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Amenity spaces in multifamily buildings (like this rooftop lounge) are key to attracting renters.

Multifamily & Mixed-Use

Why Amenity Spaces in Multifamily Buildings Are Worth It

If an apartment building’s amenity spaces are an afterthought during the design process, they’re going to feel like afterthoughts in someone’s life, too. Uninspired settings are not what today’s city dwellers are looking for. In a competitive market, without well-designed common spaces, your whole building may end up an afterthought to a potential renter.

July 11, 2019

Home is where the amenities are.

There’s something magical about cities in those first few years after college. Money is pretty hard to come by, and a single night out could soak up all the extra income for a month. Sometimes, recent grads end up either hanging out at other people’s apartments, or spending a ton of time at their own place. A lot of that magical urban experience people hunt for right out of school can seem hard to capture when you’re on a budget, stuck in a tiny apartment.

It doesn’t have to be that way.

The old saying, “home is where your stuff is,” just isn’t the case anymore. Our places aren’t glorified closets; in the era of selfies and living on social media, they’re the stage for the drama of our lives. We’re thoughtful when we choose the background for memorable moments. If designers and developers are as thoughtful about the design of apartment homes as young professionals are about how and where they want to live — that’s something that’s going to stand out in a significant way when those young professionals choose where to rent.

Common areas in the building are where all the fun stuff is going to happen, and they should be anything but common. The lounge, the rooftop, maybe even a game room — these are the places where memories are made. The amenity spaces should have the kitchen and living room of our successful future, where random encounters make for the stories worth sharing. If the common spaces in an apartment building are an afterthought during the design process, they’re going to feel like afterthoughts in someone’s life, as well. In a competitive market, your building might end up an afterthought to them, too.

A large lobby amenity space is broken down into smaller seating areas. – Multifamily remodel by Board & Vellum
Social Gathering Spaces

With spaces for relaxing, getting some work done, or having a drink or snack — amenity spaces that essentially recreate the areas of a home serve as a backdrop for exciting social moments and opportunities.

Not only do each of these spaces have to be special in-and-of themselves, the design of each common space in the building has to work with the others seamlessly, and create an overall experience that keys into a tenant’s imagination: the design should tell the story of their future. If any chapter is left out of the story, the plot won’t make any sense. The lobby, the corridors, the bathrooms, the leasing office, even the rooftop — they all must work together, or a potential tenant could start dreaming of a life elsewhere.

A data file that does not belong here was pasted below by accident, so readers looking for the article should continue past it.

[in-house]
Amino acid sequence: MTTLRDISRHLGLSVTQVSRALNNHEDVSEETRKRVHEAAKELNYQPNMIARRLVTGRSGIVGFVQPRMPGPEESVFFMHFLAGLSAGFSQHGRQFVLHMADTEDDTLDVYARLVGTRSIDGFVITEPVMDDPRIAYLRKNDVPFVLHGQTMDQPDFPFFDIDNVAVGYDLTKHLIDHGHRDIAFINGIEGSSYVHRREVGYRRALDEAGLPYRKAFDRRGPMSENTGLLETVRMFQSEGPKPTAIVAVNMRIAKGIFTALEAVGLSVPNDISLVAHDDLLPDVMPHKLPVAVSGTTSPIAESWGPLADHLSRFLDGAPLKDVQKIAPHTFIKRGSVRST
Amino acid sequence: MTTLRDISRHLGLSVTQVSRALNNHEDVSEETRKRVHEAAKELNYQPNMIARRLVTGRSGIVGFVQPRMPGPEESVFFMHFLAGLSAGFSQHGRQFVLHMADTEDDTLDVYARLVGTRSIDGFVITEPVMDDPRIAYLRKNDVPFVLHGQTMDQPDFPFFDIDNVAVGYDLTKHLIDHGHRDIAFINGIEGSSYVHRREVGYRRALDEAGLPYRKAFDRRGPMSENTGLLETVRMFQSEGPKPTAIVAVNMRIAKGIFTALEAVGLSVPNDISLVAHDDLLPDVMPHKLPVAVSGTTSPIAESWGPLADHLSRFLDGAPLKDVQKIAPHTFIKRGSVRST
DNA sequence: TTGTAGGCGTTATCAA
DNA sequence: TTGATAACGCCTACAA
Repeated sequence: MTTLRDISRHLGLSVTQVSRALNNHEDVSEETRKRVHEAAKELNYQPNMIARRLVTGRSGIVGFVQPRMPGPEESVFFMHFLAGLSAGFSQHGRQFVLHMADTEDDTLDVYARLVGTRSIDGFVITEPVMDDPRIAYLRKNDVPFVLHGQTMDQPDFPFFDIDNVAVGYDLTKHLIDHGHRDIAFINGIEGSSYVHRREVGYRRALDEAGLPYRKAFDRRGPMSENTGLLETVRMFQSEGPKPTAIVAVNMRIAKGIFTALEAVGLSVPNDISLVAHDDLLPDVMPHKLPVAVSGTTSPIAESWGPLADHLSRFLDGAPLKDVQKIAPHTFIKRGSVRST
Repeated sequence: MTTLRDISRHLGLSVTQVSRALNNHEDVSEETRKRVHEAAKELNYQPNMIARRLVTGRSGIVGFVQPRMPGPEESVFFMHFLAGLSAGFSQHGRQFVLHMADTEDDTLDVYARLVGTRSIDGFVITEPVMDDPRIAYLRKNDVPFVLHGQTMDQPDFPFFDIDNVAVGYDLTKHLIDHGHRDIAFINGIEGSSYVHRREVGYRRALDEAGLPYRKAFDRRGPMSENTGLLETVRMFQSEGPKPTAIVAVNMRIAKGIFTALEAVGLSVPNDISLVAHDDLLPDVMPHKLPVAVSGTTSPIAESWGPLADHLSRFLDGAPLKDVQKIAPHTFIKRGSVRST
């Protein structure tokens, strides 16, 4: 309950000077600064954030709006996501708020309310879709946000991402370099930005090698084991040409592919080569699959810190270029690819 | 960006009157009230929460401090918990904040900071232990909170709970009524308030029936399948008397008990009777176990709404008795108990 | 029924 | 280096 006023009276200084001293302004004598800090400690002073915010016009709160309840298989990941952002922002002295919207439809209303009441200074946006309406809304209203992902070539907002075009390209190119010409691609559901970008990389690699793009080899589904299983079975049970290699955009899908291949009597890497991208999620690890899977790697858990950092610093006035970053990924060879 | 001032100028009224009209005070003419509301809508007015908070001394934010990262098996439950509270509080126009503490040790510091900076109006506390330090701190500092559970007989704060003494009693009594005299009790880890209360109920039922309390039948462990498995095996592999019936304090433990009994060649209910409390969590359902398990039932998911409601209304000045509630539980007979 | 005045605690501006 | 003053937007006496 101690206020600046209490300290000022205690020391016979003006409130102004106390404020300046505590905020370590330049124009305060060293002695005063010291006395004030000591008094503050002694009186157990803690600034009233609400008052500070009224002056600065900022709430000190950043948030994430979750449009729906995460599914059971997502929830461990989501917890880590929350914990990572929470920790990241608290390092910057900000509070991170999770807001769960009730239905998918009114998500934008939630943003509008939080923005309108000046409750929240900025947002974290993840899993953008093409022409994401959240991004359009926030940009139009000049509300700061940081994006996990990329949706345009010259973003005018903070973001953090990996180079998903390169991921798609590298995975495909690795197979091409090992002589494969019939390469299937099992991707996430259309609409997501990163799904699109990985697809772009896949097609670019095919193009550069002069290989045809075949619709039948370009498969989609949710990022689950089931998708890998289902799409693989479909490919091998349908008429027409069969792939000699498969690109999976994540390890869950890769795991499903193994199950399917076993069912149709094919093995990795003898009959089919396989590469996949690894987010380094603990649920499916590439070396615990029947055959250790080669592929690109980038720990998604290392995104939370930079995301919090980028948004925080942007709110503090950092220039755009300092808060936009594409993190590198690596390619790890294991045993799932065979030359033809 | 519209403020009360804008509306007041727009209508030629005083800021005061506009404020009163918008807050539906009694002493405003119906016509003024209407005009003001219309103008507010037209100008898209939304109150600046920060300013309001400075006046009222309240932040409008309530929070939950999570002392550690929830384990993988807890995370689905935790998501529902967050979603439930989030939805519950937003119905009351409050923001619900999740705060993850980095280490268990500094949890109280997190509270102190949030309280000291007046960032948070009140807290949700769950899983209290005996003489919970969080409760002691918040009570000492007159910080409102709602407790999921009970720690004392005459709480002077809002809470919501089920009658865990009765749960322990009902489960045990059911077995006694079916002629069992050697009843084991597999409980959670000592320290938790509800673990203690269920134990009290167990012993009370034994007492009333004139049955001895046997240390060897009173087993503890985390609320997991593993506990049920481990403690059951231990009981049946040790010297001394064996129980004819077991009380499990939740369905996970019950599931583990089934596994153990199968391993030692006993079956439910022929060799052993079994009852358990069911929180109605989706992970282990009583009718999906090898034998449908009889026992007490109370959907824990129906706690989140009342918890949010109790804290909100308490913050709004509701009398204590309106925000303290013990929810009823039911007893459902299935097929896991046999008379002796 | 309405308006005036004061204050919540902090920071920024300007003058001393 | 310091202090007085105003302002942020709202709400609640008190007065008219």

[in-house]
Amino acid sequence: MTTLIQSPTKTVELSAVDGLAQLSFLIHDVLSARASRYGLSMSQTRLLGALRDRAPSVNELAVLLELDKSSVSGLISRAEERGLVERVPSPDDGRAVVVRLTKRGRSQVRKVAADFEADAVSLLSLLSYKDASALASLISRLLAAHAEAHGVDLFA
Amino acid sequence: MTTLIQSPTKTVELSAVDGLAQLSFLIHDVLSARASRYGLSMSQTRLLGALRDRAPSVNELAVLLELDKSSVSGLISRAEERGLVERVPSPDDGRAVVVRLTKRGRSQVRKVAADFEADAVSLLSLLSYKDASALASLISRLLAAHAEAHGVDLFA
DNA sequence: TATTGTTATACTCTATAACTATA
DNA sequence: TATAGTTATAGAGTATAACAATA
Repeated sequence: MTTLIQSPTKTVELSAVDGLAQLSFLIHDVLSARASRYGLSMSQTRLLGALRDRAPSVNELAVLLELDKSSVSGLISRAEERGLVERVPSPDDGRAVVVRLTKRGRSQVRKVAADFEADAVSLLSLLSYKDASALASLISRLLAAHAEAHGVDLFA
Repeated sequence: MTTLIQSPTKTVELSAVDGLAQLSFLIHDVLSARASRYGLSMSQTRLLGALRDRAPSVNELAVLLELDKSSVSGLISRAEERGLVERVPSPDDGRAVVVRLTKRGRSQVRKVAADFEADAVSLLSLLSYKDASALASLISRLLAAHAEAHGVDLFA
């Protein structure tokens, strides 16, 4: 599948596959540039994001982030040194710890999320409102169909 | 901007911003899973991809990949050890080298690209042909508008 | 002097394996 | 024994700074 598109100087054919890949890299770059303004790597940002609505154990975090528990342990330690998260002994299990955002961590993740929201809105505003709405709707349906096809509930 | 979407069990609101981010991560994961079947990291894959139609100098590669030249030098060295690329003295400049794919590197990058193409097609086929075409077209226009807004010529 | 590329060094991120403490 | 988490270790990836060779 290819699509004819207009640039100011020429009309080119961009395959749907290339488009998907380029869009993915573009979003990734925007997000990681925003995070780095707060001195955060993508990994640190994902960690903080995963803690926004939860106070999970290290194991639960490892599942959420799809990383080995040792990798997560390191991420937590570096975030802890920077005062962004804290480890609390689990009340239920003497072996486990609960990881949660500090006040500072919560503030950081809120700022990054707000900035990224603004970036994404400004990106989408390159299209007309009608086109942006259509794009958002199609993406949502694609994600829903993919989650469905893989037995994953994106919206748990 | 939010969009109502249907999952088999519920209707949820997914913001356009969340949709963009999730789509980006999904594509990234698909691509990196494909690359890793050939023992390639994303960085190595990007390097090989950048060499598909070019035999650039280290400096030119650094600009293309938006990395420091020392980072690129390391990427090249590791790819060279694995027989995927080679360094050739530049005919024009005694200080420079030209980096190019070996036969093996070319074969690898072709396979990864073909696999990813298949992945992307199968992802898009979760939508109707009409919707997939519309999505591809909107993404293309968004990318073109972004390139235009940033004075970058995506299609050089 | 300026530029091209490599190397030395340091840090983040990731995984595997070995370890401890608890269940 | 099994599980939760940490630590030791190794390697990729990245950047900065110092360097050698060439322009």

It’s not that units don’t matter at all, of course. Unit design can hurt a property if it’s done poorly, but will rarely help you stand out, even if done excessively well. Many tenants would be more turned off by a bland, depressing, thoughtless corridor than by a boring shower in their unit. No matter how nice the cabinet hardware is, or how well selected a bathroom tile, it’s not going to create the kind of excitement that a fully stocked rooftop bar will, or a private, boutique-level lounge.

As designers and developers, we want to make a place where memories can be created, and then get out of the way for tenants to do just that. The energy of a building filled with residents that are happy and excited to meet people is unique and unmistakable — and isn’t something you can select, or buy. It is something that can be encouraged, with design. Triple down on the amenities in your building, design them the way your future tenants deserve, and they will reward you with a building filled with smiles and memories.

What else is worth it in a multifamily building?

It’s way more than simply the units themselves that help lease up a building.

Why Lobbies in Multifamily Buildings Are Worth It

Do you remember the so-so lobbies you’ve passed through? Probably not. But do you have pleasant memories of the ones where you really spent some time? Of course! Great lobbies make a big impression. When they are well-designed, they impact our lives in ways that stick with us — the backdrop for important moments in our lives.

Why Corridors in Multifamily Buildings Are Worth It

It might be easy to brush off corridors as simply functional — linear spaces you have to pass through to get where you’re really going. But, not only is it more pleasant for residents if the hallways aren’t a dreary, monotonous slog, but your leasing staff won't have to gloss over the space future tenants are inherently spending a lot of time in moving from place to place in a tour. Well-designed corridors can be the touch that seals the deal for a tenant, making the whole building, not just a unit, feel like home.

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